Teen Angst and Growing Up: A Parent Must Provide Guidance Gently But Firmly
Parenting is fraught with different youngster demeanor problems, which may prove to be very challenging. Even if these problems are not very serious, parents can as usual get flustered in dealing with issues that they have never confronted before. Most parents are puzzled about the range of freedom they are allowing their kids; if they are doing their best; if their parenting type is an appropriate one. They fear about leaving the reins too loose, and at the same time being rather strict. Here are some ideas that can help you in these testing years. You may also find them in Diary of a Wimpy Kid 5.
Be firm but caring and tender – Seek their cooperation to stick to rules around the house. Remain firm when it is needed and don’t give in to your teen’s tantrums. At the same time, do not forget to forgive your teenager. That is, of course, a hard task to perform when parenting adolescents; in particular, if you are facing teenage demeanor problems, recall that these are their first steps into adulthood. You may read about it in Diary of a Wimpy Kid the Ugly Truth.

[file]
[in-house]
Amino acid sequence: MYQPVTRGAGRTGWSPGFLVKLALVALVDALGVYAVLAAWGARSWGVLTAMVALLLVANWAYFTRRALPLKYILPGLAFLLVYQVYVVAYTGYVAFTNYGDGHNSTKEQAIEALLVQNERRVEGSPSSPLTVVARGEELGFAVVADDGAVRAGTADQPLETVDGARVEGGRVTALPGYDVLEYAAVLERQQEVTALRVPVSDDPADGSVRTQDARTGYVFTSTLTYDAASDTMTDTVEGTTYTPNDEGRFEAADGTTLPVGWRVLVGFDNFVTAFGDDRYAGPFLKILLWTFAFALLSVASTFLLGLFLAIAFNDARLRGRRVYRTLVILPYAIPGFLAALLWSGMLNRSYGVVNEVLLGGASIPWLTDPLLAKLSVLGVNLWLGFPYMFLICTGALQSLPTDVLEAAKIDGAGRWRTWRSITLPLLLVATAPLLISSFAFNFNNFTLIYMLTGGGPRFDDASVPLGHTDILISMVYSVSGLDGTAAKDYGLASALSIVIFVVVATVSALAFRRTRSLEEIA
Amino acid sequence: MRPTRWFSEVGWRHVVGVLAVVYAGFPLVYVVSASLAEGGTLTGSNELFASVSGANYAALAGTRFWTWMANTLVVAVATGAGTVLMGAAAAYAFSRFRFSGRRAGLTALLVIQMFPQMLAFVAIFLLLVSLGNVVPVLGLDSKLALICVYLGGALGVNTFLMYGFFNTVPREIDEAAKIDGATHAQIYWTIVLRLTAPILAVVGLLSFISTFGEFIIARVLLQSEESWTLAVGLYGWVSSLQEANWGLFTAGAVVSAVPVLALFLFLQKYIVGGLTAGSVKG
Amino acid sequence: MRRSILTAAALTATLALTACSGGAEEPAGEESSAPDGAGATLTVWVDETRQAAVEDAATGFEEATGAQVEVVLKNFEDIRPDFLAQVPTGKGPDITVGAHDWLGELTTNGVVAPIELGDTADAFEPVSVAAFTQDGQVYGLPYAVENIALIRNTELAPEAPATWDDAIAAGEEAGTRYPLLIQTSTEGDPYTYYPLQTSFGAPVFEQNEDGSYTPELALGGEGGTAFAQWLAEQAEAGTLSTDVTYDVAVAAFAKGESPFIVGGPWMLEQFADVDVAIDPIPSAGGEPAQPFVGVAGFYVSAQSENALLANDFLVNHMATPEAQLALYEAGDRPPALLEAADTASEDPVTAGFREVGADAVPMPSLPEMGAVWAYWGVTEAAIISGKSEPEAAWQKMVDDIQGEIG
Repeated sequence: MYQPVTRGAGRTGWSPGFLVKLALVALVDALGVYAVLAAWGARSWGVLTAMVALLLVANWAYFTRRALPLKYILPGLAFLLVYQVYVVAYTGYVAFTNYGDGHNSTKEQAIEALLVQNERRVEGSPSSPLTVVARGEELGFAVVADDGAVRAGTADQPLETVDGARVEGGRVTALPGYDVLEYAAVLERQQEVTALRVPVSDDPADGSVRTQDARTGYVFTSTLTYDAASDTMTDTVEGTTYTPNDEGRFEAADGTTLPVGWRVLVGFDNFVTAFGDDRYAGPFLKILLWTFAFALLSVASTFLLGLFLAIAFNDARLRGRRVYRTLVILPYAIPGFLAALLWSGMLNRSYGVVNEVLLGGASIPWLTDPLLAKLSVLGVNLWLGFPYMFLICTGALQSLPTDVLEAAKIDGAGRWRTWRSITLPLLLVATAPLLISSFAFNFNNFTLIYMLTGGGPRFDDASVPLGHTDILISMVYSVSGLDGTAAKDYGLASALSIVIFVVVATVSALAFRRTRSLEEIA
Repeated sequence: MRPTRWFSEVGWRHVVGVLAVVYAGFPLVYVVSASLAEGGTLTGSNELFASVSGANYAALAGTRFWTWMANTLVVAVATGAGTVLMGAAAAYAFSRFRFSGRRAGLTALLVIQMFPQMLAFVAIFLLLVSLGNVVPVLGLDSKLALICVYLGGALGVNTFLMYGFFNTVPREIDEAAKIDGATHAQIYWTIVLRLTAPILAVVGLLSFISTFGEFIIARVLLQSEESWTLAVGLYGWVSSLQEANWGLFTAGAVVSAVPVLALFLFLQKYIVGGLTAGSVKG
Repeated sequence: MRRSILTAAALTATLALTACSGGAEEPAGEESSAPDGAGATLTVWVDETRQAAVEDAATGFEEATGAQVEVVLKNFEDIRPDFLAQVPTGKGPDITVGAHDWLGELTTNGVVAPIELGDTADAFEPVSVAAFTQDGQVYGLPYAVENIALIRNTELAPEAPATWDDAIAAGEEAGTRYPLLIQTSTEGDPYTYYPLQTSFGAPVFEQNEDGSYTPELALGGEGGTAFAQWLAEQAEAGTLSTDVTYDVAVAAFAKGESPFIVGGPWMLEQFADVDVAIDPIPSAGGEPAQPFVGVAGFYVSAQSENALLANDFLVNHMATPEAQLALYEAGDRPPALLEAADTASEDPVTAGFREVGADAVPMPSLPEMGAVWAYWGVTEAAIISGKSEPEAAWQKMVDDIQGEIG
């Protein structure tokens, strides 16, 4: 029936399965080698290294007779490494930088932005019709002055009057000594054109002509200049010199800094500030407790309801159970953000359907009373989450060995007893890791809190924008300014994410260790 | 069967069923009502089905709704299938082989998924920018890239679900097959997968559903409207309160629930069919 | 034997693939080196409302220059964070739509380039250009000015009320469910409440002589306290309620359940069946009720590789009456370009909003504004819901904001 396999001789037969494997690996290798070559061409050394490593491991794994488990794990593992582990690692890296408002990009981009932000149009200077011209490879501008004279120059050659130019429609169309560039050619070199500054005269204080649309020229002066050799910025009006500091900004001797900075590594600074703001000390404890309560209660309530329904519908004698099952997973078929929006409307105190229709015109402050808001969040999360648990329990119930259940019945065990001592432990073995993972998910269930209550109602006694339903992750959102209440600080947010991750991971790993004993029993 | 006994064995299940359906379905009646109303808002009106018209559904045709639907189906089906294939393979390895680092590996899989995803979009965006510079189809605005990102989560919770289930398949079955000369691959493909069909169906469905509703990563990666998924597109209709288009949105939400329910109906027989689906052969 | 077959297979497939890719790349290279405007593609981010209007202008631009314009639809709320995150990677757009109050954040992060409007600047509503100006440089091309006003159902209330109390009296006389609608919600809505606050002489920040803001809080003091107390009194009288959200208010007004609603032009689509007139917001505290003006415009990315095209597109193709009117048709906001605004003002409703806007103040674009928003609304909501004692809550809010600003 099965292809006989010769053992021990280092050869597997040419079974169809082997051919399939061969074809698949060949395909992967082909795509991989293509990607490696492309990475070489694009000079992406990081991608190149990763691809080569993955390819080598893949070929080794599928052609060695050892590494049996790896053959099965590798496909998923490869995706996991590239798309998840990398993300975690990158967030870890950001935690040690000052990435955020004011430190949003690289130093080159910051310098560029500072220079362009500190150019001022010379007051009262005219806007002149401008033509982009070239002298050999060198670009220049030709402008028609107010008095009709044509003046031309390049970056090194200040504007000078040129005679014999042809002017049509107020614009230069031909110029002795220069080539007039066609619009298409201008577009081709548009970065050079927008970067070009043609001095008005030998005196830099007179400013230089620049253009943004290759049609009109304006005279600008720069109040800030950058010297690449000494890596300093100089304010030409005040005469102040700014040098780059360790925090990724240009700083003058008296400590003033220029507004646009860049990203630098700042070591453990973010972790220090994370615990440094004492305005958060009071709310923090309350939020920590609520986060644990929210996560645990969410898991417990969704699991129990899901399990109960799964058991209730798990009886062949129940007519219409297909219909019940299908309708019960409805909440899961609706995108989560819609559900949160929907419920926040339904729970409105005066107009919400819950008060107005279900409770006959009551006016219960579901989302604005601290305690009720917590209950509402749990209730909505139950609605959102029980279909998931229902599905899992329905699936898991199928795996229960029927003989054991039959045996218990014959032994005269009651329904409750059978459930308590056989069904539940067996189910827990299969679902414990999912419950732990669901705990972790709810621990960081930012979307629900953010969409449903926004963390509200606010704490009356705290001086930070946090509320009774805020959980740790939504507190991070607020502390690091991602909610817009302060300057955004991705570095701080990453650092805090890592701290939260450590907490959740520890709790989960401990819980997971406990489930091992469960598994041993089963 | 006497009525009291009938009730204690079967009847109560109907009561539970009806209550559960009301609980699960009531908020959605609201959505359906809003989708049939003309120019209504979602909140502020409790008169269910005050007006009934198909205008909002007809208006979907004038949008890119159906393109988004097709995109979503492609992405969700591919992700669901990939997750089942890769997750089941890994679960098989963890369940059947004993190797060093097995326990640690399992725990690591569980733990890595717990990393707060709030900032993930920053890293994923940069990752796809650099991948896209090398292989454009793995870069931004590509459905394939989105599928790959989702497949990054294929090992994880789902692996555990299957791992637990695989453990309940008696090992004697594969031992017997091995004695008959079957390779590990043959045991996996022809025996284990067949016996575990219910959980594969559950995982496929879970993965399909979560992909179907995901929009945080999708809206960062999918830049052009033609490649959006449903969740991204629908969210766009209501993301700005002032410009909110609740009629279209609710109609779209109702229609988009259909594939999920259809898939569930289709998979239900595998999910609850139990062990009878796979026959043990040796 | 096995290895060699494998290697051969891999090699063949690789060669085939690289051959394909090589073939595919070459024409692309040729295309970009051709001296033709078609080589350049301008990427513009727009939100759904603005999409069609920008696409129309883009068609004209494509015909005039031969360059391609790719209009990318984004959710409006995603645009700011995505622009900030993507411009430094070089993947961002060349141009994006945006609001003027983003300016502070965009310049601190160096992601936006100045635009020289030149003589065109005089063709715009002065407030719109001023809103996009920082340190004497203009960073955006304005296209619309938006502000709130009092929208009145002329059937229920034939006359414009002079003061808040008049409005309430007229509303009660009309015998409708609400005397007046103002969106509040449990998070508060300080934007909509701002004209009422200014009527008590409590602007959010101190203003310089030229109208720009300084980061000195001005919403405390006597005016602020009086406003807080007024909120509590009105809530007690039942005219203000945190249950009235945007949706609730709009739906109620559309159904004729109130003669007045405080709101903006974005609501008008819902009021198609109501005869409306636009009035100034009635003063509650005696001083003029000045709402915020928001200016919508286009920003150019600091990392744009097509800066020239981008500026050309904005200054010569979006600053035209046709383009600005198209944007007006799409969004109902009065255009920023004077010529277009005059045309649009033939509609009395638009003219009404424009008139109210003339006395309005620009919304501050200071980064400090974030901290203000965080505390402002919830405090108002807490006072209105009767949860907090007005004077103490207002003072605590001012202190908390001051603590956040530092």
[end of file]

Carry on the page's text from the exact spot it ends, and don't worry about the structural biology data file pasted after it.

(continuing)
Parenting Teenagers: Be Careful to Honor Your Kid as an Individual
Parenting teenagers is not easy. It is a challenge. Teenagers troubles can come in batches. So, educate yourself ahead of time; put some study into it, and know what you’re going to do and say when you confront your kid. It is easy to forget what it was like to be a teenager. Spend a little time trying to recall how it was.
Teen angst hurts
Thus the teen needs you to be firm, at times, yet also to compliment him and be loving & patient.
Accept the idea that every kid is individual. The worst act any parent can do is compare siblings, or kids of friends. This will just breed further teenage behaviour problems. You need to learn if there is truly a difficulty with your teenager, and find ways to help them solve their troubles independently; and without the interference of sisters/brothers or some friend as a benchmark.
Let them be: Enable your child to have a firm resolve. In the case of disagreements, verbally spell out the conflict and end asking: “What do you think you could do?” or “What are your variants?” Help your child list a few variants that they may not have originally considered.
Hold your tongue just before you want to say, “I think you should...” If the outcome of a particular decision made by your teen was not desired, do talk to your kid about what happened. Discuss what they might do differently the next time, and do not be judgmental. Instead, give your teen positive feedback and underscore the fact you are proud that they took this challenge!